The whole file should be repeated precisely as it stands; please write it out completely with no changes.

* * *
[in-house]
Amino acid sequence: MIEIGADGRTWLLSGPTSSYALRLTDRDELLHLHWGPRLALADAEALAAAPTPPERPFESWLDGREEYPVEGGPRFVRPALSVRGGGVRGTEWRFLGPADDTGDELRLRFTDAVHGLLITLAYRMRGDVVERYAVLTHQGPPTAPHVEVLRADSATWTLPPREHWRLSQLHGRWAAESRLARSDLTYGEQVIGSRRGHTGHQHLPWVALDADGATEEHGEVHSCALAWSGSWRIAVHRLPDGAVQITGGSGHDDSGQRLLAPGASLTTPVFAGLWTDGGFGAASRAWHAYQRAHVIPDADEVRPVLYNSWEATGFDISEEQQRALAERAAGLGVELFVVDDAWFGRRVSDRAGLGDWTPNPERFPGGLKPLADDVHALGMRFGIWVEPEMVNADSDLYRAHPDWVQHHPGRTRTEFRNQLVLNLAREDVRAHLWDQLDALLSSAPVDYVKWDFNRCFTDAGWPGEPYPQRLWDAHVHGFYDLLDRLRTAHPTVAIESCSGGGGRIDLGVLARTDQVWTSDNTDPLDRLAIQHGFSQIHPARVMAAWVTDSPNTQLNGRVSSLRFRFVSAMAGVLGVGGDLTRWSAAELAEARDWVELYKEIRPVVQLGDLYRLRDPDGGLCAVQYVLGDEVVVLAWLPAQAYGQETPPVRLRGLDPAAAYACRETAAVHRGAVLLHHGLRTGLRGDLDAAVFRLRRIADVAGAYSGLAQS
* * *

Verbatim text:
[in-house]
Amino acid sequence: MIEIGADGRTWLLSGPTSSYALRLTDRDELLHLHWGPRLALADAEALAAAPTPPERPFESWLDGREEYPVEGGPRFVRPALSVRGGGVRGTEWRFLGPADDTGDELRLRFTDAVHGLLITLAYRMRGDVVERYAVLTHQGPPTAPHVEVLRADSATWTLPPREHWRLSQLHGRWAAESRLARSDLTYGEQVIGSRRGHTGHQHLPWVALDADGATEEHGEVHSCALAWSGSWRIAVHRLPDGAVQITGGSGHDDSGQRLLAPGASLTTPVFAGLWTDGGFGAASRAWHAYQRAHVIPDADEVRPVLYNSWEATGFDISEEQQRALAERAAGLGVELFVVDDAWFGRRVSDRAGLGDWTPNPERFPGGLKPLADDVHALGMRFGIWVEPEMVNADSDLYRAHPDWVQHHPGRTRTEFRNQLVLNLAREDVRAHLWDQLDALLSSAPVDYVKWDFNRCFTDAGWPGEPYPQRLWDAHVHGFYDLLDRLRTAHPTVAIESCSGGGGRIDLGVLARTDQVWTSDNTDPLDRLAIQHGFSQIHPARVMAAWVTDSPNTQLNGRVSSLRFRFVSAMAGVLGVGGDLTRWSAAELAEARDWVELYKEIRPVVQLGDLYRLRDPDGGLCAVQYVLGDEVVVLAWLPAQAYGQETPPVRLRGLDPAAAYACRETAAVHRGAVLLHHGLRTGLRGDLDAAVFRLRRIADVAGAYSGLAQS